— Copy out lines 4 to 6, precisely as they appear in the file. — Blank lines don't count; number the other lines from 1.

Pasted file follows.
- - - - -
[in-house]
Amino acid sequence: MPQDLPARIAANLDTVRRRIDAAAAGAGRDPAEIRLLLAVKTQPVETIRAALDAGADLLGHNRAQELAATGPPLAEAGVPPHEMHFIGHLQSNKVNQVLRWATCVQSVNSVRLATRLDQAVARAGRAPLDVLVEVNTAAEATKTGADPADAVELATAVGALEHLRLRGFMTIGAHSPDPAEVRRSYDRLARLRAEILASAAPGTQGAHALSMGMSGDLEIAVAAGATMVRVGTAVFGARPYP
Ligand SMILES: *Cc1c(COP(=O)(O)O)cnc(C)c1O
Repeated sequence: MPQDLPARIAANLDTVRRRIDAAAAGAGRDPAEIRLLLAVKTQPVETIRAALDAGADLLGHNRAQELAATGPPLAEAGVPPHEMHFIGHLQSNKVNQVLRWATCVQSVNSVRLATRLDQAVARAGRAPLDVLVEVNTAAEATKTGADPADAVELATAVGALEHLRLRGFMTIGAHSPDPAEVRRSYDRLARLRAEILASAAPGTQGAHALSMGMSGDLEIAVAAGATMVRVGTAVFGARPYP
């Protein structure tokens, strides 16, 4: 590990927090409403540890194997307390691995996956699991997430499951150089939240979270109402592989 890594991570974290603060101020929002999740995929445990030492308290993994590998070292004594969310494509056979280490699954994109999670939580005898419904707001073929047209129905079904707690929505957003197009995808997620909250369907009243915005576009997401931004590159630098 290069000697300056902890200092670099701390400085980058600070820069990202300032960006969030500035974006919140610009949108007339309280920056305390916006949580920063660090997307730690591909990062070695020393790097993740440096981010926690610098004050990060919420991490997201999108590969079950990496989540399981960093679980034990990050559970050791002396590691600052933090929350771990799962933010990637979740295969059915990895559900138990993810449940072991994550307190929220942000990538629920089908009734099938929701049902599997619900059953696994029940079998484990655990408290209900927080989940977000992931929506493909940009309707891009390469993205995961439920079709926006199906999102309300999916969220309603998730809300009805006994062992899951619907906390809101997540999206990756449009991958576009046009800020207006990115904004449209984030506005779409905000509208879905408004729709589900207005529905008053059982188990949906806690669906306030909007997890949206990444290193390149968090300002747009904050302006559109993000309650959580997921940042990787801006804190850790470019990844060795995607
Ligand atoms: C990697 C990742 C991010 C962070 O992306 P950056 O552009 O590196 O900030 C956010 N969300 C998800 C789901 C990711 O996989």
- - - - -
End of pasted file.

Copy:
Repeated sequence: MPQDLPARIAANLDTVRRRIDAAAAGAGRDPAEIRLLLAVKTQPVETIRAALDAGADLLGHNRAQELAATGPPLAEAGVPPHEMHFIGHLQSNKVNQVLRWATCVQSVNSVRLATRLDQAVARAGRAPLDVLVEVNTAAEATKTGADPADAVELATAVGALEHLRLRGFMTIGAHSPDPAEVRRSYDRLARLRAEILASAAPGTQGAHALSMGMSGDLEIAVAAGATMVRVGTAVFGARPYP
């Protein structure tokens, strides 16, 4: 590990927090409403540890194997307390691995996956699991997430499951150089939240979270109402592989 890594991570974290603060101020929002999740995929445990030492308290993994590998070292004594969310494509056979280490699954994109999670939580005898419904707001073929047209129905079904707690929505957003197009995808997620909250369907009243915005576009997401931004590159630098 290069000697300056902890200092670099701390400085980058600070820069990202300032960006969030500035974006919140610009949108007339309280920056305390916006949580920063660090997307730690591909990062070695020393790097993740440096981010926690610098004050990060919420991490997201999108590969079950990496989540399981960093679980034990990050559970050791002396590691600052933090929350771990799962933010990637979740295969059915990895559900138990993810449940072991994550307190929220942000990538629920089908009734099938929701049902599997619900059953696994029940079998484990655990408290209900927080989940977000992931929506493909940009309707891009390469993205995961439920079709926006199906999102309300999916969220309603998730809300009805006994062992899951619907906390809101997540999206990756449009991958576009046009800020207006990115904004449209984030506005779409905000509208879905408004729709589900207005529905008053059982188990949906806690669906306030909007997890949206990444290193390149968090300002747009904050302006559109993000309650959580997921940042990787801006804190850790470019990844060795995607
Ligand atoms: C990697 C990742 C991010 C962070 O992306 P950056 O552009 O590196 O900030 C956010 N969300 C998800 C789901 C990711 O996989």